It took me a few cycles of this unusual behavior for me to catch on that something was playing out in front of me, that the elderly man was in no way related at all to the black couple he had latched onto in this subtle manner. I then thought that I caught him craftily wangling out of the couple their room number verbally but acting as though this was already known to him. As the couple made preparations to leave he quietly signaled to the waitperson that he needed a bill and signed the couple’s room to it. I was flabbergasted at what I had witnessed. It was so subtle and slick I had to run quickly the sequence of almost sleight of hand progressive steps the elderly man had effected. The black couple had no idea that they had been taken advantage of and were paying for his bill.

He saw me peering owlishly and knowingly at him at the end of all this and there was a moment of realization on his face toward me of “uh oh he knows,” but I nodded with a subtle acknowledgment signaling I was not going to rat him out. He put on his nice corduroy sport coat, grasped his cane and out he went behind the black couple to the outside. I watched carefully as he did not enter their car but took the city bus that came in a few minutes.

So this morning the old man and sat next to each other and he very obliquely acknowledged to me his entire act saying basically a poor old man has got to do what he can do. In a very sideways manner as I told him that 90% of all the explosive growth in common area among the 3 RTP cities of Raleigh Durham, and Chapel Hill was new to me since I had left the Duke teaching and private practice orbit over 20 years before, he listed dozens of hotels that he “visited” in cycles to grift his breakfasts. I was constantly thinking of safe ways to ask him more details about himself and gradually learned by elimination that he did not live in a nursing home, did have a daughter and her family who helped him but that he lived in some very modest solo circumstance he would not elaborate fully.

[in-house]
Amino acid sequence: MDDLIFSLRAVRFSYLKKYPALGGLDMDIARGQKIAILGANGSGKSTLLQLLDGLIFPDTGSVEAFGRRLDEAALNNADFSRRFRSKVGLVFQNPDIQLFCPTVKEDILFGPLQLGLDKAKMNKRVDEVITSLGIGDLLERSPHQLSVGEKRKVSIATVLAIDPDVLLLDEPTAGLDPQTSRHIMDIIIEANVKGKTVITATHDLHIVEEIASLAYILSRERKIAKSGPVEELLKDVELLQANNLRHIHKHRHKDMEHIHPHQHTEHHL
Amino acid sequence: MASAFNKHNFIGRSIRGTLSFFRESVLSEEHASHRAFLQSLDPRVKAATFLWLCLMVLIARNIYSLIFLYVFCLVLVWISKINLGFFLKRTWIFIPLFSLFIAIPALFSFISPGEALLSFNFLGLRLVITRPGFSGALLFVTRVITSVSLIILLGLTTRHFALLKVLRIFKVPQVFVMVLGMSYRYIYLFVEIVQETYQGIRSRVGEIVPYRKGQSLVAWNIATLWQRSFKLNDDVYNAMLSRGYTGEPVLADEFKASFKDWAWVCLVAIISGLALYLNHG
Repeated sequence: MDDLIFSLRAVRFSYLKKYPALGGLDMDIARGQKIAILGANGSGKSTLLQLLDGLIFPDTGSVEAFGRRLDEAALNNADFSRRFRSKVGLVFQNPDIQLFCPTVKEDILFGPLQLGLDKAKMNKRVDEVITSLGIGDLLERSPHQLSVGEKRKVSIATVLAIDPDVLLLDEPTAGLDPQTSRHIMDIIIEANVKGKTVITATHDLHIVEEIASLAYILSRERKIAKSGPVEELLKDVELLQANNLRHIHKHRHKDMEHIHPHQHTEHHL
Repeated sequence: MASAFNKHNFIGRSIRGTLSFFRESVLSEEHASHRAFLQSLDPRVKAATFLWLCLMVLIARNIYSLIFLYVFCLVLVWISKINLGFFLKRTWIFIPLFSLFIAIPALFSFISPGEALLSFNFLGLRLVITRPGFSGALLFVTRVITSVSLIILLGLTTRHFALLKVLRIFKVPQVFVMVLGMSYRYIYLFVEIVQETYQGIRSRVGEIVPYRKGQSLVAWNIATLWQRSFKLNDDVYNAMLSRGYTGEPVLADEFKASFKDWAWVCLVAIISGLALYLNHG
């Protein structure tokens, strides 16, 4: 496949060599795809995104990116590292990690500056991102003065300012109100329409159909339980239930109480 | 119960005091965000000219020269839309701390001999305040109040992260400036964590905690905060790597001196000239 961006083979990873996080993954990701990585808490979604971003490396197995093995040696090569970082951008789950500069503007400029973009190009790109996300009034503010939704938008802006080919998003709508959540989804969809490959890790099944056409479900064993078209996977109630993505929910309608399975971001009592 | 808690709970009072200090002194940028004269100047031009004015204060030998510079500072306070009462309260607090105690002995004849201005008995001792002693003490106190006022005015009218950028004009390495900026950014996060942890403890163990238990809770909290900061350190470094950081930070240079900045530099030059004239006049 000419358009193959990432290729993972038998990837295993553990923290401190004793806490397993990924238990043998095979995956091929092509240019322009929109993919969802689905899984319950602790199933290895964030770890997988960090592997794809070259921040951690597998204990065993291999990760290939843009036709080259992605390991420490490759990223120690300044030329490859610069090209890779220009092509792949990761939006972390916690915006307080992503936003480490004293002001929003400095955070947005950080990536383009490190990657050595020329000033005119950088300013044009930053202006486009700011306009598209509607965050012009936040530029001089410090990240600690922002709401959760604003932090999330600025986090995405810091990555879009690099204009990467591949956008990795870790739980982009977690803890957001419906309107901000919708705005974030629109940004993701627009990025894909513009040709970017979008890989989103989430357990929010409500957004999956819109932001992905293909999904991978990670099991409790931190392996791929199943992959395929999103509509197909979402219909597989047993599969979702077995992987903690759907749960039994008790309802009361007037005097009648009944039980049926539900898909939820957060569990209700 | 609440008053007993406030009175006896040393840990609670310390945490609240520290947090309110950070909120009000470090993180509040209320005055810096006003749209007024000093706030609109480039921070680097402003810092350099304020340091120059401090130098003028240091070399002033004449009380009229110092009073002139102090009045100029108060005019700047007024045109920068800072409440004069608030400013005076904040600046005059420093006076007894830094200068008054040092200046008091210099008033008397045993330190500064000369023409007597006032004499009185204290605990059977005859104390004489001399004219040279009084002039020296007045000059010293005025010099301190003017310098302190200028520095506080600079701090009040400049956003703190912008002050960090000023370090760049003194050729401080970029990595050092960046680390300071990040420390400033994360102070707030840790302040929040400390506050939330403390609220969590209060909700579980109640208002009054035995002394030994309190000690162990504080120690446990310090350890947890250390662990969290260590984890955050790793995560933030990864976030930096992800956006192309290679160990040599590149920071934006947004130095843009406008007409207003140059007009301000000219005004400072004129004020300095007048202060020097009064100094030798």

Also, this second day of conversing with him and observing his now apparent act, I realized that he would act mildly demented and deferential and dependent upon the black couple that was his foils for a family whenever the hotel staff would be doing their waitperson duties nearby. It was also very subtle, but effective and had the desired effect upon the hotel staff of inducing them to take care of him, never suspecting that they were being “had” in an ingenious manner. This second day, the old man knew I was fully on to him. By this time I had revealed to him that I was a psychiatrist. I had told him that I always tried to make friends and talk with anyone I met and that I had been reared in a family that taught me to be open to strangers, and that “everyone has a story worth learning.” That further reassured him so he continued his act, suspending it to converse with me when the hotel staff was not around. All the while he would include the black couple in the converse with remarks that sound innocent such as “isn’t ‘that right son?”

I bid him adieu this morning, still not knowing his name knowing I had been in the presence in the master of a craft designed for survival in this new world and realizing I had stumbled upon a man who was making his way in a way I felt I likely would not have been able to come up with were in his shoes.